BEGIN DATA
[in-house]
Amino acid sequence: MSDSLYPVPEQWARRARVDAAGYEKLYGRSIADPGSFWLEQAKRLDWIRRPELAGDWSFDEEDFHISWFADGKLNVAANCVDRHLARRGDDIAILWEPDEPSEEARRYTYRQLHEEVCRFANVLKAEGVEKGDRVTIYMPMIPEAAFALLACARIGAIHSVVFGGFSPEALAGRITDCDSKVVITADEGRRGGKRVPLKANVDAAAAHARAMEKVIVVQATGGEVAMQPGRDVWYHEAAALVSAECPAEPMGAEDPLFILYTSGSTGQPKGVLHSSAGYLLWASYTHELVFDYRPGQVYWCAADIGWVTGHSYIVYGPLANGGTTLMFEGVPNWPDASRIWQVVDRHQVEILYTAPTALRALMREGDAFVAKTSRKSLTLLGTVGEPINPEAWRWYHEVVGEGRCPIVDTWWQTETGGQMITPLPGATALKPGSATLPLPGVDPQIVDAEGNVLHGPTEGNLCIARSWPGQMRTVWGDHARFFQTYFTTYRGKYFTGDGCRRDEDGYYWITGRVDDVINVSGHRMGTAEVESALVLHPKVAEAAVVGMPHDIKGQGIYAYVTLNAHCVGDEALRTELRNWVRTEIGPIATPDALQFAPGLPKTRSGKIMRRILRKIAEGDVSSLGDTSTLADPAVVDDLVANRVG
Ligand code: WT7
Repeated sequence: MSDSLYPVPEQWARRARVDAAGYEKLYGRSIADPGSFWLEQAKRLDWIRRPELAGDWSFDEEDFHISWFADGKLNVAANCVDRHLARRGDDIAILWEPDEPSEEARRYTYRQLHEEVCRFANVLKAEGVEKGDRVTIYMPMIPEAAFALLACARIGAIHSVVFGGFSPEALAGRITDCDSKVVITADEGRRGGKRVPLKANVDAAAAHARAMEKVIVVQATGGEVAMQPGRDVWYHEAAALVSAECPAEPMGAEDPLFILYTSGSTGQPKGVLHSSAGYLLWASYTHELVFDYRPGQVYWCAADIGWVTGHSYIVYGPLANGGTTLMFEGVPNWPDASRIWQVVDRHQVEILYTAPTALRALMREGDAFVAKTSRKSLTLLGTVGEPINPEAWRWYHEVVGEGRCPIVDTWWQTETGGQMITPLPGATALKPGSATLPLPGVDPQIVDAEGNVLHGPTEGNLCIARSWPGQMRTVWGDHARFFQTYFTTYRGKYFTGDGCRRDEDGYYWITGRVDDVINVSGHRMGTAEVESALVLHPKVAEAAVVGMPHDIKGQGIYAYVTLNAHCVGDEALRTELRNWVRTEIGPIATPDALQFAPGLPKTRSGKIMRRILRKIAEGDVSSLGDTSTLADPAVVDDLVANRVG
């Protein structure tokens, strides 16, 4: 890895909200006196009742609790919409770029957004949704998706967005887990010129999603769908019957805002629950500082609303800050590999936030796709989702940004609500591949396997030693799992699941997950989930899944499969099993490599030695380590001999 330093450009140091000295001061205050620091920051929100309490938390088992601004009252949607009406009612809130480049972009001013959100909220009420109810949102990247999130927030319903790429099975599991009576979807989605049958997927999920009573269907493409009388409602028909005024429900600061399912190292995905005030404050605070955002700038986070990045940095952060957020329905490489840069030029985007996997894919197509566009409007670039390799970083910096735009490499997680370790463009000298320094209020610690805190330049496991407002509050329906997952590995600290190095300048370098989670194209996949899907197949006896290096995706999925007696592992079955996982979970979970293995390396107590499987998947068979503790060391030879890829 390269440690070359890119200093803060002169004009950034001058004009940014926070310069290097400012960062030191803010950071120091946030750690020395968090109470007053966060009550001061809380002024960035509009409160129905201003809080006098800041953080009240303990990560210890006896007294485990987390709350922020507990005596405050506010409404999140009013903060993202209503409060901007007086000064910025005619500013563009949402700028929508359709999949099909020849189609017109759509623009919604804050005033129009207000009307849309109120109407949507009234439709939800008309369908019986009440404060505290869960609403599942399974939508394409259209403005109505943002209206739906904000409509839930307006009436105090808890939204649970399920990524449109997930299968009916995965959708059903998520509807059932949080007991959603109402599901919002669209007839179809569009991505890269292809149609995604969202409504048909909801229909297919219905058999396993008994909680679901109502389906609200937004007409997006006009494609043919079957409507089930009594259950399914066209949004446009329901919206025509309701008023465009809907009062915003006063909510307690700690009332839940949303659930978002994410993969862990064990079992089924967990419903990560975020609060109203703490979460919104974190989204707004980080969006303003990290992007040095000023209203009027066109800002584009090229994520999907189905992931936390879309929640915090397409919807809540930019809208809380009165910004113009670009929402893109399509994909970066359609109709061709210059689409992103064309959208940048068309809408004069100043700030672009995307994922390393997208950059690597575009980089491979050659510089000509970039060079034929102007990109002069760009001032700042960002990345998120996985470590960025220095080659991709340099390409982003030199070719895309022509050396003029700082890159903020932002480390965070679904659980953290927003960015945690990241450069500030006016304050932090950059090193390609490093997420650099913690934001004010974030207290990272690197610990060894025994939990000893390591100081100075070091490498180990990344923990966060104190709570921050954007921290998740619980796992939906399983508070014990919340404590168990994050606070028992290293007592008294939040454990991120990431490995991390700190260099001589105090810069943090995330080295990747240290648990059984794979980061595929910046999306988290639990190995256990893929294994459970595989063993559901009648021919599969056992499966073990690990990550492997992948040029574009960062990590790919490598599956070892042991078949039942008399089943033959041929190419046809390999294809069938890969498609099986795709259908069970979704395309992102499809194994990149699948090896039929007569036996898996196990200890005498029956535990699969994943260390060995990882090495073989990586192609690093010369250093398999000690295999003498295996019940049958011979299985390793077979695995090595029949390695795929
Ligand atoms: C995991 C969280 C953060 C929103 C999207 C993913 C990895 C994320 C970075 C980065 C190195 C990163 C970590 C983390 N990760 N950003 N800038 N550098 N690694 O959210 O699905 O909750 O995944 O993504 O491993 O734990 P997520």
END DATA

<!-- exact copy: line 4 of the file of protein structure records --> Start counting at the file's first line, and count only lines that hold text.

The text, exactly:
Repeated sequence: MSDSLYPVPEQWARRARVDAAGYEKLYGRSIADPGSFWLEQAKRLDWIRRPELAGDWSFDEEDFHISWFADGKLNVAANCVDRHLARRGDDIAILWEPDEPSEEARRYTYRQLHEEVCRFANVLKAEGVEKGDRVTIYMPMIPEAAFALLACARIGAIHSVVFGGFSPEALAGRITDCDSKVVITADEGRRGGKRVPLKANVDAAAAHARAMEKVIVVQATGGEVAMQPGRDVWYHEAAALVSAECPAEPMGAEDPLFILYTSGSTGQPKGVLHSSAGYLLWASYTHELVFDYRPGQVYWCAADIGWVTGHSYIVYGPLANGGTTLMFEGVPNWPDASRIWQVVDRHQVEILYTAPTALRALMREGDAFVAKTSRKSLTLLGTVGEPINPEAWRWYHEVVGEGRCPIVDTWWQTETGGQMITPLPGATALKPGSATLPLPGVDPQIVDAEGNVLHGPTEGNLCIARSWPGQMRTVWGDHARFFQTYFTTYRGKYFTGDGCRRDEDGYYWITGRVDDVINVSGHRMGTAEVESALVLHPKVAEAAVVGMPHDIKGQGIYAYVTLNAHCVGDEALRTELRNWVRTEIGPIATPDALQFAPGLPKTRSGKIMRRILRKIAEGDVSSLGDTSTLADPAVVDDLVANRVG